Legendary jockey Ruby Walsh called time on his career after partnering Kemboy to victory in this evening’s Coral Punchestown Gold Cup on day two of the Festival.
After Kemboy produced a brilliant display to account for the Gold Cup winner Al Boum Photo, Walsh waved goodbye to the Punchestown crowd and within a few minutes it was confirmed that the legendary rider was retiring with immediate effect.
“I was going to go out when I won a big one. After Min was beaten yesterday I knew I had Kemboy, Bapaume, Melon and Benie Des Dieux to come. I’m not a poker player and when Kemboy won I wasn’t going to roll the dice again,” said Walsh.
“It has always been about big races and I said when I won a big one I could walk away. Nothing goes on forever.
"I’ve been riding for 24 years and I want to do something else now. Any jockey is only as good as the horses they ride and I’ve been lucky to ride some of the greatest horses of my lifetime,” he said as he highlighted his Aintree Grand National victory on his father’s Papillon in 2000 as a career highlight.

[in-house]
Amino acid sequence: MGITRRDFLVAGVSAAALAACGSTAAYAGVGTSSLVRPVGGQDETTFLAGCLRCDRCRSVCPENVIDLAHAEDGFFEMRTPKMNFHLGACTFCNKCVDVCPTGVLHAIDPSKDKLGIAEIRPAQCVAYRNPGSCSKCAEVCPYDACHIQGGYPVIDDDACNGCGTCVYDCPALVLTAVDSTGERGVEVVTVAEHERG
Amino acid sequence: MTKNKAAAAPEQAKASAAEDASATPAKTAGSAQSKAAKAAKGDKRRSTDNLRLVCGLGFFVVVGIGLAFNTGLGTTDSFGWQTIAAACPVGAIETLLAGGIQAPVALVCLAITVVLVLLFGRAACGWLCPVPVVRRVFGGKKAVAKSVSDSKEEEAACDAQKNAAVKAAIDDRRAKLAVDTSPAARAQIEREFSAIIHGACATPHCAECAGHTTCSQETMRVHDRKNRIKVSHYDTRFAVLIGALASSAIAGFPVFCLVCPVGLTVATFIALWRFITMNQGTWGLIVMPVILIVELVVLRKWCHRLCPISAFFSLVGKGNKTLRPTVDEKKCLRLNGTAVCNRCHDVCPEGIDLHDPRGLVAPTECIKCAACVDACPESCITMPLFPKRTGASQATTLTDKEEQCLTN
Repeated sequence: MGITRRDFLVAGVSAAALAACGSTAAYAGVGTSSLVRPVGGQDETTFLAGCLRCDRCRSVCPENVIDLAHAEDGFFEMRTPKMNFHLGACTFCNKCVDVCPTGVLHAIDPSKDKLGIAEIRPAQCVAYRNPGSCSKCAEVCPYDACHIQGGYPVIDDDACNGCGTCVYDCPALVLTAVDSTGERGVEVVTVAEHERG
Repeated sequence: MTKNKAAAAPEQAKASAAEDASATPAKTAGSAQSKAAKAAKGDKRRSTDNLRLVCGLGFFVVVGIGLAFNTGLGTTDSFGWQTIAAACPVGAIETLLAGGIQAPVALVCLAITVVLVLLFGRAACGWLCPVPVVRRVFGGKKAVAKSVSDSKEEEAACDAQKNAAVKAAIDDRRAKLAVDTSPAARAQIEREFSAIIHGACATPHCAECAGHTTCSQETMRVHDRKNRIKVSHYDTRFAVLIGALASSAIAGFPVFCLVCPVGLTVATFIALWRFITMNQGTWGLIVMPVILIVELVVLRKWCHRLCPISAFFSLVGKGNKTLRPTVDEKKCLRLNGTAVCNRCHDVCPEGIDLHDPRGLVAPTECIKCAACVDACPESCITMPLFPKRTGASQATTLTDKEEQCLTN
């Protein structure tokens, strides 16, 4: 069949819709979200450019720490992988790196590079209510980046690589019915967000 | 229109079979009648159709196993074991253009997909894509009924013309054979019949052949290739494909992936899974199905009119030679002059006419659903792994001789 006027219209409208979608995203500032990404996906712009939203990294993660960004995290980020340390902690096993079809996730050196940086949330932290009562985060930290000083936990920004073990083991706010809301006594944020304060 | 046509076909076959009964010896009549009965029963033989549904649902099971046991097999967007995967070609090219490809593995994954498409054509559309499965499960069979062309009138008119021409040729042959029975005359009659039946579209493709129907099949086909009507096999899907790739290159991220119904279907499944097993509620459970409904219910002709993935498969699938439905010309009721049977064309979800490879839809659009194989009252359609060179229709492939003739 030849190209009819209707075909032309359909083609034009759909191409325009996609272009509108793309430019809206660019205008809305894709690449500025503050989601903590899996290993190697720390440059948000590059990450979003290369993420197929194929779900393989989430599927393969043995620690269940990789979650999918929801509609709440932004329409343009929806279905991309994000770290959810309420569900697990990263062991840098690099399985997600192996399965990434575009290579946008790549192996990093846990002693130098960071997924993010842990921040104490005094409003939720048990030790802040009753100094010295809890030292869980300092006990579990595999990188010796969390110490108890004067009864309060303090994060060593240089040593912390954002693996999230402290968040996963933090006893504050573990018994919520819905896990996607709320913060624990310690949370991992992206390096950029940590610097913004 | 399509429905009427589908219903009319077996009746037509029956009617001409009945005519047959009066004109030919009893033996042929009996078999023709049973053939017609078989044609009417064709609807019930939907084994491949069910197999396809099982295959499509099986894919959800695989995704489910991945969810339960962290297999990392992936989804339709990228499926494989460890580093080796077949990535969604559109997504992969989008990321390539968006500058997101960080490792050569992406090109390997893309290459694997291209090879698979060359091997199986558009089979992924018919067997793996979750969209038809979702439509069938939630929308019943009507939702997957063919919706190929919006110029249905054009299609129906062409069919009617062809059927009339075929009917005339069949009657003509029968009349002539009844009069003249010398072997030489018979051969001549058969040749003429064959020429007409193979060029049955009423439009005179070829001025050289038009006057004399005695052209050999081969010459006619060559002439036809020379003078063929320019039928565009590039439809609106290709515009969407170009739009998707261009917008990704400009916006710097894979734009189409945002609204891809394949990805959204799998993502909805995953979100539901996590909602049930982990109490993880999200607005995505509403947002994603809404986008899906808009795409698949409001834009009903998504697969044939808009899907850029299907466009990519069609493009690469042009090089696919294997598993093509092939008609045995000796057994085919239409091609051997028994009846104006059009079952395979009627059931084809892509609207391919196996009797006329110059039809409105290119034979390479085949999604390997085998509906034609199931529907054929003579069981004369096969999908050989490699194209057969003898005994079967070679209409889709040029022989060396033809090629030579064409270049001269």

“In my own mind I probably came to the decision last summer. I thought that I might get out on Rathvinden in the Grand National but Tiger Roll got in the way and I’d have been kicking myself if I had passed on the opportunity to go out on Kemboy.
“I’ve been looking forward to this day not dreading it – when your mind is made up it’s made up. In terms of my career I didn’t dream or foresee what has happened to me.
"Do I feel lucky, yes I do and I’m lucky I am walking away in one piece. When I told my dad last week he was just delighted that I was doing what I wanted to do,” concluded Walsh.
A crowd of 18,887 was in attendance on the day Ruby Walsh called time on his career.